Courtships and Curses by Marissa Doyle – Historical fiction with a little magic.  It takes place in London during “the Season”.  Sophie has come out in society.   People are surprised to see her, and looking so good, because they heard she’d become less intelligent and “hump-backed” from her illness.  No one know she’s a witch, too, and Sophie thinks this doesn’t matter because not only did her leg (but not her brain or her back, people!) become lame from her bout with polio, but she thinks she has lost her magic, too.   I really, really enjoyed this book.  (I would actually recommend this one to my niece as well.) 
Yesterday by C. K. Kelly Martin – Another vaguely dystopian fiction . . . except much of the book doesn’t really take place in the future.  It is more about time travel . . . Freya now lives in 1985, but she knows something isn’t right.  She still has memories that were supposed to have been wiped, but they weren’t totally gone.  
All These Lives by Sarah Wylie – Not dystopian!   Dani’s twin sister has leukemia.   Dani’s mother always told Dani that she had nine lives because they’ve survived an accident years before.  Now, Dani believes that if she tries to kill herself, that she’d be able to pass her life onto her sister.   She survives every attempt, a little worse for wear.   Obviously, Dani feels responsible for her sister’s life.   Overall, a very well-written book.

A World Away by Nancy Grossman – Amish girl leave Iowa for the Chicago suburbs for her Rumschpringe! She is trying to figure out where she truly belongs in life, with a few surprises along the way.  I really enjoyed this book, and couldn’t put it down until the end.

Freaks Like Us by Susan Vaught – Told from the POV of a protagonist with schizophrenia.  It was quite an experience to read this book.   I highly recommend it.

Choke by Diana Lopez – A story about girls who are befriended by the new girl in school who seems very cool and rather exotic.  She always wears scarves around her neck . . . it turns out she chokes to get high.  I had no idea this is a “thing.”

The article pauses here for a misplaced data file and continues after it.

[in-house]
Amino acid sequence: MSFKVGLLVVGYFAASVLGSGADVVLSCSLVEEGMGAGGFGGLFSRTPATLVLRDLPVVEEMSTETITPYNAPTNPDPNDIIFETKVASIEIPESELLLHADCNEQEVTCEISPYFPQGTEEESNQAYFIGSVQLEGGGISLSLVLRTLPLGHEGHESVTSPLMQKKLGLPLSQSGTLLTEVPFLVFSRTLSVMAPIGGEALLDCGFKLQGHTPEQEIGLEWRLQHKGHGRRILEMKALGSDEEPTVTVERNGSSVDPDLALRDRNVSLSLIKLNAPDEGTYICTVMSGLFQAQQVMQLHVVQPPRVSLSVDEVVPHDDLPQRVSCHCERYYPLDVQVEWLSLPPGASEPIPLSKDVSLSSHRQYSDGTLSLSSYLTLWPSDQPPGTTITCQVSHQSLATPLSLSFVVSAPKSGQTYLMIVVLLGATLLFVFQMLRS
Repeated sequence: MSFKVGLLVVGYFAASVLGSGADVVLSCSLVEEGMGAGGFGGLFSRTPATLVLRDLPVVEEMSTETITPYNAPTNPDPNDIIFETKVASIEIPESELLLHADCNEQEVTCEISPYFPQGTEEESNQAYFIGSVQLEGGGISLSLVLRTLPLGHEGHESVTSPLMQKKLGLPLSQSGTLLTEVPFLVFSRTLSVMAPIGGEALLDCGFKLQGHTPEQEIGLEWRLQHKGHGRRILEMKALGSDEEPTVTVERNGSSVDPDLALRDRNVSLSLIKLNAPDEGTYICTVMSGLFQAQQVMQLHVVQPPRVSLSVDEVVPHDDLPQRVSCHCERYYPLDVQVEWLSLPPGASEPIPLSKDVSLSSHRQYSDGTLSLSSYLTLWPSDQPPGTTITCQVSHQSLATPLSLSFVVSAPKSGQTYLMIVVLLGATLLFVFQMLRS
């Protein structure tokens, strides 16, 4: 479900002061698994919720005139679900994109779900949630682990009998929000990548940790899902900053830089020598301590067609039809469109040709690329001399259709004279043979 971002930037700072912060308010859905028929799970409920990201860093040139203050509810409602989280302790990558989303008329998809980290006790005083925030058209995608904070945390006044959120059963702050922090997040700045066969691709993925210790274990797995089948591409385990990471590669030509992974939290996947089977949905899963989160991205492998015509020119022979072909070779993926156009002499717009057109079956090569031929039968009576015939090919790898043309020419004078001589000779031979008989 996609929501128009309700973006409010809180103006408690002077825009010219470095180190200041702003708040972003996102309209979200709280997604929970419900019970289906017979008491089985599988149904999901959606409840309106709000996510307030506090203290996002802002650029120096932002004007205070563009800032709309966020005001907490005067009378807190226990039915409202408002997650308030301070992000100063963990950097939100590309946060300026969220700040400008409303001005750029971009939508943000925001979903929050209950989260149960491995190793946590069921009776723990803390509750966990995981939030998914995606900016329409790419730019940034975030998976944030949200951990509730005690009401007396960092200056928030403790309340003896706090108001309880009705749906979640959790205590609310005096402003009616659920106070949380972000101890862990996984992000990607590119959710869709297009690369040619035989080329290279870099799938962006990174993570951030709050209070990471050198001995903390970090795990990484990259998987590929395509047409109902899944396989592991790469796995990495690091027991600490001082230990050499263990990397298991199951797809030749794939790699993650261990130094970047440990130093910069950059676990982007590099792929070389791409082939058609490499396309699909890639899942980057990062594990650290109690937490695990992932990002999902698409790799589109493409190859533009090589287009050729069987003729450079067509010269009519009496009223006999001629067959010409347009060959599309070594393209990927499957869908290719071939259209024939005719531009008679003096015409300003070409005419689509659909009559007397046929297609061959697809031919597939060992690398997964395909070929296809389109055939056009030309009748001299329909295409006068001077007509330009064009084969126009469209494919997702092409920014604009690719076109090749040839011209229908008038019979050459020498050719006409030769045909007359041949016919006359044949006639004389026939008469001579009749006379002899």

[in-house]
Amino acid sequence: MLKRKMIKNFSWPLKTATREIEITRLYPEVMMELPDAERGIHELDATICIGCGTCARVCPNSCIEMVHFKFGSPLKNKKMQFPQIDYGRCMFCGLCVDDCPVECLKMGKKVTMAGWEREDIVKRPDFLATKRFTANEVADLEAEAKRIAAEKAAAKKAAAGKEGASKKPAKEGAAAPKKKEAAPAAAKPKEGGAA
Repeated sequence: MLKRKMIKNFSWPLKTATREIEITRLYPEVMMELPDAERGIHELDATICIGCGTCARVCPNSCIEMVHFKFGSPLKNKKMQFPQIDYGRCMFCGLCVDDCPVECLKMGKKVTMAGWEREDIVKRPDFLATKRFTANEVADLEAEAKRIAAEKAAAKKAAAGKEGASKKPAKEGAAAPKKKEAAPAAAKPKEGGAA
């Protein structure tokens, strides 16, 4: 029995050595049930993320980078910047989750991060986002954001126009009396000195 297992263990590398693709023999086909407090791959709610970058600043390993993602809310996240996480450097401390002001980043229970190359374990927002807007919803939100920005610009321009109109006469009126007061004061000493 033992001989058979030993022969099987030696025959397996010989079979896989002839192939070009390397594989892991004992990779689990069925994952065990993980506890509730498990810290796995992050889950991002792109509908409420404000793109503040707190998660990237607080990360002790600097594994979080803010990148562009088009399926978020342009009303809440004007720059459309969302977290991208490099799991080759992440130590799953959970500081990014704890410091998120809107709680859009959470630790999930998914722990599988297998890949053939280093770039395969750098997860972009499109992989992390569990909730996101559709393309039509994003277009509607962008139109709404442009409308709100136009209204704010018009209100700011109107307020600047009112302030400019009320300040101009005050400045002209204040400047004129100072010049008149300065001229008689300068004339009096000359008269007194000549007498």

The Hallowed Ones by Laura Bickle – I thought I would like this book as being a combo Amish/Vampire/Dystopian novel.   I am not altogether sure I liked it at all.  The vampires are very Stoker-ish or maybe they even reminded me more of the vampires in Stephen King’s ‘Salem’s Lot.  Which took me back to my young teenage years when I had insomia due to reading ‘Salem’s Lot at 9 pm.  I read The Hallowed Ones at night, and then was imagining all sorts of odd things . . . and the head of our bed is against a window.   Oops.   Maybe I would have liked it better in the bright light of a sunny day!  Pretty much, there is something like a vampire infection spreading through the country, and the rural Amish community is not safe from it.

Epitaph Road  by David Patenaude – I actually enjoyed this dystopian novel.   The premise is that less than a hundred years from now, a virus will sweep the world – one that only kills males.   Women will be able to rule the world much more peacefully . . . but not all is as perfect as it seems.   I recommend this one.

Adaptation by Malinda Lo – Aliens.  Sort of.   Not zombies.  I appreciate aliens more than zombies, I have discovered.  This is an interesting read.

Bewitching Season

Bewitching Season by Marissa Doyle (2008)

I heard about this book from the YALSA listserv. It is a by a first-time author, and I feel it is very well-done.

It is unlike a lot of other books with fantasy themes. Magic exsists, and amongst the well-to-do families of London in the mid-1800s, when Queen Victoria is about to take the throne. Twins Persephone and Penelope are witches, but no one in society is to be made aware of this. They are also being presented out in society, with the hopes of making good matches for husbands. Their neighbor is also grown up, and showing much interest in Persy. Pen is much more interested in society, while Persy is extremely nervous and upset by the prospect of balls and dinner parties. Meanwhile, their teacher/nanny who was also teaching them magic on the side (and their mother supposedly doesn’t know) is now missing, and the two young women are having dreams about where she might be.

This is a well-written book that I highly enjoyed because it brings historical fiction, fantsy, romance, and some mystery together in a fun way.